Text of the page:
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Inspiring and Aspiring from the Heart

Inspiring & Aspiring from the Heart

By Denise Ervin RN, BSN, NC-BC

What does it mean to inspire and aspire from the heart? Why is it an important part of our overall health and well-being? I started to incorporate heart-centered work into my nursing practice over 17 years ago, and the results have been life-changing. As a nurse, my first instinct is always to teach, so let’s start with the basics.

Our body is made up of two hearts, the physical heart and the spiritual heart. The physical heart is about the size of a fist and has four chambers and four values. Its purpose is to pump blood to our vital organs. As we all know, the physical heart is a major organ and is vital to life. The spiritual heart is the energy center and our intuition. One must feel the spiritual heart. You may hear people say that someone is warm-hearted or kind-hearted or that they have a good heart. We talk about the spiritual heart less than we do the physical heart; however, the spiritual heart plays a major role in our overall health and well-being.

Now let’s define the difference between inspire and aspire. According to the Merriam-Webster dictionary, the definition of “inspire” is “to influence, move, or guide by divine or supernatural inspiration.” The definition of “aspire” is “to seek to attain or accomplish a particular goal.” In and of themselves, these words are very powerful, but if we apply these concepts to our hearts, the effect will be immeasurable.

When our heart is inspired, we allow it to influence, move, or guide our actions in life. When we aspire from the heart, we direct our spiritual heart’s hopes and desires towards achieving a goal.

How can these two concepts benefit both hearts? I often explain to clients that the spiritual heart requires positive energy to flow freely, just as the physical heart needs the blood to flow freely. When the blood and energy are moving through our body with ease, the risk for “blockages” is less. When someone has a physical blockage in their heart, they may need stents or open-heart surgery. But what can we do when energy is “backed up” in the spiritual heart? How do we open blockages caused by stress or unresolved emotions? Heartfulness Meditation is a tool that we can use to keep that positive energy moving.

Why is Heartfulness Meditation so important? Research shows that stress causes inflammation in our bodies. This inflammation can increase our risk for cardiovascular disease and stroke. Practices using mind-body interventions such as meditation may be clinically useful in the prevention of cardiovascular disease. Also, according to a 1998-2007 clinical trial, meditation provides a significant reduction in the risk of mortality, myocardial infarction, and stroke in coronary heart disease patients. These changes were associated with lower blood pressure and psychosocial stress factors. Cardiologist Dr. Mimi Guareri, in The Heart Speaks: A Cardiologist Reveals the Secret of Healing, states that prevention is the best intervention. Prevention includes healthful macro and micro nutrition, adequate sleep and restoration, environmental protection, energy system balance, spiritual and social balance, emotional and mental balance, stress resilience and physical activity.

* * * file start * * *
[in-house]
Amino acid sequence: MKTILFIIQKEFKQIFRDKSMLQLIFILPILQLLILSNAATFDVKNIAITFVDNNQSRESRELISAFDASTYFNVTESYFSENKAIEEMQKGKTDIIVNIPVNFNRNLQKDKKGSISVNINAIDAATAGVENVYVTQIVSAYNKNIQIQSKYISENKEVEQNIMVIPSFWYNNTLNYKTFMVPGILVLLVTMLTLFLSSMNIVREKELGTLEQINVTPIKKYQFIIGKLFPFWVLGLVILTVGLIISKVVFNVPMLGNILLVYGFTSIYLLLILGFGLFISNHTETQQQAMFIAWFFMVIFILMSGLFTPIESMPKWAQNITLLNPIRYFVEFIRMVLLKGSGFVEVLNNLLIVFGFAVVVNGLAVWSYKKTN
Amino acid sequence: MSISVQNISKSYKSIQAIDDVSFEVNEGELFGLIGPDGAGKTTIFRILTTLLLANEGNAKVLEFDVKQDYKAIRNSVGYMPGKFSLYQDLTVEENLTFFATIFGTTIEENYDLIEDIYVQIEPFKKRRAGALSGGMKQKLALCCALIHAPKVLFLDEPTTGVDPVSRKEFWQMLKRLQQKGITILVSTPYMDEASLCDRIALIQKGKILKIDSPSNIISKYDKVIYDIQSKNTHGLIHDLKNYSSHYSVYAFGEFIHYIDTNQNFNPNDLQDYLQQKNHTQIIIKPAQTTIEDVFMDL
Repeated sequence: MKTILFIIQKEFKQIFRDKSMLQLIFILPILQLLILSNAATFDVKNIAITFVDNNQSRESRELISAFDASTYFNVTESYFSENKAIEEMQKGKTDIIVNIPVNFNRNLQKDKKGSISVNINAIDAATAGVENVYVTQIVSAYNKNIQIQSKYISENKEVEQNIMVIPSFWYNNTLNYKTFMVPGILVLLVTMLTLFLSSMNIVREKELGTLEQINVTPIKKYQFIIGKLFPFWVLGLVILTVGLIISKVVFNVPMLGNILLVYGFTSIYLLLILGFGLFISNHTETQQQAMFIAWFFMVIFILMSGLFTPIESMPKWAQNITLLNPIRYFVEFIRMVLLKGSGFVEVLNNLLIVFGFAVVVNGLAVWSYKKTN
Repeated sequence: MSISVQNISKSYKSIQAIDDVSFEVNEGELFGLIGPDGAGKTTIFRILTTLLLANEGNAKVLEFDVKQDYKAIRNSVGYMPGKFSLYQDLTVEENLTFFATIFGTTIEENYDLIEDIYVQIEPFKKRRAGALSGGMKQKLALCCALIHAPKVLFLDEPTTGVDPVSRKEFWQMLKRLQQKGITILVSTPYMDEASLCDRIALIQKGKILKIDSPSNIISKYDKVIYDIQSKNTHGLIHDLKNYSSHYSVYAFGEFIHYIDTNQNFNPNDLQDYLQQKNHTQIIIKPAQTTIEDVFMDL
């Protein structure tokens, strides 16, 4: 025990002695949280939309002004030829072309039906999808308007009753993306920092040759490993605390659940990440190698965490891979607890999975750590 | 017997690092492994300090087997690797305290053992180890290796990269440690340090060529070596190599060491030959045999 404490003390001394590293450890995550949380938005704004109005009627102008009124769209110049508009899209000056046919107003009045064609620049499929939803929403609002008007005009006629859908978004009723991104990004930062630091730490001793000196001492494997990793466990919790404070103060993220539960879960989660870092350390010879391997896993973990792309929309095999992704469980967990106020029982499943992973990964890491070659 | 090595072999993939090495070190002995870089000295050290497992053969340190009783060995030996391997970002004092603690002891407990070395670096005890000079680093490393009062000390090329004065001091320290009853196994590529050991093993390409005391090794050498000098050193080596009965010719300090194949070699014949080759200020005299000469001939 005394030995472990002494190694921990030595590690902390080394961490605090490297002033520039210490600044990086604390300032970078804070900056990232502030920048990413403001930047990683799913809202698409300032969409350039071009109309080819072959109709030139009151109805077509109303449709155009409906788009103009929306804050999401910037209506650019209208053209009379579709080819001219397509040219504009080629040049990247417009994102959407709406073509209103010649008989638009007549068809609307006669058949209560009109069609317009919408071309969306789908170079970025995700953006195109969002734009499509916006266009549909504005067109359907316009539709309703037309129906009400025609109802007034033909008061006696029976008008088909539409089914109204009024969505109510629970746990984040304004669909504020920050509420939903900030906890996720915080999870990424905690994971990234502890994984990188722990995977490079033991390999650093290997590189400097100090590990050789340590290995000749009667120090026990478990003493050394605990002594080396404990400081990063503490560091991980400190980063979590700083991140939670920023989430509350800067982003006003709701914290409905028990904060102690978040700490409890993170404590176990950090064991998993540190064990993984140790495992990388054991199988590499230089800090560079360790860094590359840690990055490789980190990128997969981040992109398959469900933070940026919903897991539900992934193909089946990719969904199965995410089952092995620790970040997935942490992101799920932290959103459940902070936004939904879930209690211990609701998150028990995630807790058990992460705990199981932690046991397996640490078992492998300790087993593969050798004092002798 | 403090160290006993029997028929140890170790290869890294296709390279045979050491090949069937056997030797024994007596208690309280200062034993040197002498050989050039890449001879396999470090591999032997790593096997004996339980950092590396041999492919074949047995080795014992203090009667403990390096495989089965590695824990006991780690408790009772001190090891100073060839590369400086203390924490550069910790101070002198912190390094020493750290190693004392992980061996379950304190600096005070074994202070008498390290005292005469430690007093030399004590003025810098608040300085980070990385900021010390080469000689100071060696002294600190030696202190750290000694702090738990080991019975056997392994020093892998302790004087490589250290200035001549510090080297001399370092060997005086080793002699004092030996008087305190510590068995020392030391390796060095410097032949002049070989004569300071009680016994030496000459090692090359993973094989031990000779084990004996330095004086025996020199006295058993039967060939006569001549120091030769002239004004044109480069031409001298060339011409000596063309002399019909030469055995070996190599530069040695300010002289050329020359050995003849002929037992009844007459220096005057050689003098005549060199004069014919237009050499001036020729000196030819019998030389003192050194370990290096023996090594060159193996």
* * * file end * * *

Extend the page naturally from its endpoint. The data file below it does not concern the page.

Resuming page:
Dr. Deepak Bhatt, a cardiologist and professor at Harvard Medical School, states, “Meditation can be a useful part of cardiovascular risk reduction, along with diet and exercise.” It has also been shown to decrease stress and anxiety.

The journal Circulation: Cardiovascular Quality and Outcomes ran a study in 2012, in which 201 people with coronary heart disease were asked to either a) take a health education class promoting better diet and exercise, or b) take a class on transcendental meditation. Researchers followed up with participants for the next five years and found that those who took the meditation class had a 48% reduction in their overall risk of heart attack, stroke and death.

The brain function during meditation has been documented using electrophysiology, single photon emission computed tomography, PET, and functional magnetic resonance imaging. Results differ somewhat, possibly owing to the use of different forms of meditation, but in general show increased signals in brain regions related to regulation and attentional control, with increased release of dopamine.

To respond to the demands of being a bedside nurse and nurse coach, I had to develop a self-care practice. The health of my physical and spiritual heart has been of utmost importance. I utilize Heartfulness Mediation, exercise, mindfulness and a balanced diet to treat the various health issues that I have encountered and to prevent additional health imbalances.

I encourage you begin to look at your hearts in a different light. Both are vital and need unique attention. Meditation and prevention practices will instill balance within our bodies, reduce systemic inflammation, calm the brain and create more awareness about our own health and healing.

soaring heart, a Creative Commons Attribution (2.0) image from Sheila in Moonducks’s photostream

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